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Link between cancer and Alzheimer disease via oxidative stress induced by nitric oxide-dependent mitochondrial DNA overproliferation and deletion.

Aliev G, Obrenovich ME, Tabrez S, Jabir NR, Reddy VP, Li Y, Burnstock G, Cacabelos R, Kamal MA - Oxid Med Cell Longev (2013)

Bottom Line: Nitric oxide- (NO-) dependent oxidative stress results in mitochondrial ultrastructural alterations and DNA damage in cases of Alzheimer disease (AD).One of the key features of tumors is the deficiency in tissue energy that accompanies mitochondrial lesions and formation of the hypoxic smaller sized mitochondria with ultrastructural abnormalities.Recent advances in the cell-cycle reentry of the terminally differentiated neuronal cells indicate that NO-dependent mitochondrial abnormal activities and mitotic cell division are not the only important pathogenic factors in pathogenesis of cancer and AD, but open a new window for the development of novel treatment strategies for these devastating diseases.

View Article: PubMed Central - PubMed

Affiliation: GALLY International Biomedical Research Consulting LLC, 7733 Louis Pasteur Drive, No. 328, San Antonio, TX 78229, USA. aliev03@gmail.com

ABSTRACT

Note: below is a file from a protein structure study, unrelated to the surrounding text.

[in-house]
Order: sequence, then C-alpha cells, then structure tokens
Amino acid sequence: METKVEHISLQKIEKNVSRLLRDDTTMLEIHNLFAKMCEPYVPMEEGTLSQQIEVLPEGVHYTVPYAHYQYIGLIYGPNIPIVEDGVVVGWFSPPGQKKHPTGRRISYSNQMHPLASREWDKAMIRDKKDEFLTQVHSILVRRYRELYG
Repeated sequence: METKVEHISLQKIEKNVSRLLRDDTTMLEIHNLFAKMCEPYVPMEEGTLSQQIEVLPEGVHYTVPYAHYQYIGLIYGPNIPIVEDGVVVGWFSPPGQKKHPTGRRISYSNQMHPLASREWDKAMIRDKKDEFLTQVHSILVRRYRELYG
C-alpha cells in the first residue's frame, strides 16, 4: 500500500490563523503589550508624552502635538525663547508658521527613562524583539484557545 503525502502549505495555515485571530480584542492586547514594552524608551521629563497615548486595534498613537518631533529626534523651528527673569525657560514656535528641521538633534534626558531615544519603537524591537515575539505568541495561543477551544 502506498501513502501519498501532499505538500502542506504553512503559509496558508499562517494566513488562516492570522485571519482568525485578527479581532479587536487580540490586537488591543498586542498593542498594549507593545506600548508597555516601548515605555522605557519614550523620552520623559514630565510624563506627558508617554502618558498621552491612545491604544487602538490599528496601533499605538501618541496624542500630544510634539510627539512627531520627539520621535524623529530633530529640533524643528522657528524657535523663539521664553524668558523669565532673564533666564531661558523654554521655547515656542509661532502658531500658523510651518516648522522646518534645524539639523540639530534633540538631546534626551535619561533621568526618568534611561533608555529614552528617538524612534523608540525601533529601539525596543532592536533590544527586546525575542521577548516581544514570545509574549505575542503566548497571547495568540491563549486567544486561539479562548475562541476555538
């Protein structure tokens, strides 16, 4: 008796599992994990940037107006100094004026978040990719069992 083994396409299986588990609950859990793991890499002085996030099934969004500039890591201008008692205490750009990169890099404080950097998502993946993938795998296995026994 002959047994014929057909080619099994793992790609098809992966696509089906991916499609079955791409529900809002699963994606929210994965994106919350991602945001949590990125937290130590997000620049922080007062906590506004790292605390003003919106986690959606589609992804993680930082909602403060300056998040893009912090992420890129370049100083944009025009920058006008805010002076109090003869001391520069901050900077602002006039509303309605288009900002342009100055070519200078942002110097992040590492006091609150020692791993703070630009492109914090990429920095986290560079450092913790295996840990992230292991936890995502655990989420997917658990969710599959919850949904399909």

Nitric oxide- (NO-) dependent oxidative stress results in mitochondrial ultrastructural alterations and DNA damage in cases of Alzheimer disease (AD). However, little is known about these pathways in human cancers, especially during the development as well as the progression of primary brain tumors and metastatic colorectal cancer. One of the key features of tumors is the deficiency in tissue energy that accompanies mitochondrial lesions and formation of the hypoxic smaller sized mitochondria with ultrastructural abnormalities. We speculate that mitochondrial involvement may play a significant role in the etiopathogenesis of cancer. Recent studies also demonstrate a potential link between AD and cancer, and anticancer drugs are being explored for the inhibition of AD-like pathology in transgenic mice. Severity of the cancer growth, metastasis, and brain pathology in AD (in animal models that mimic human AD) correlate with the degree of mitochondrial ultrastructural abnormalities. Recent advances in the cell-cycle reentry of the terminally differentiated neuronal cells indicate that NO-dependent mitochondrial abnormal activities and mitotic cell division are not the only important pathogenic factors in pathogenesis of cancer and AD, but open a new window for the development of novel treatment strategies for these devastating diseases.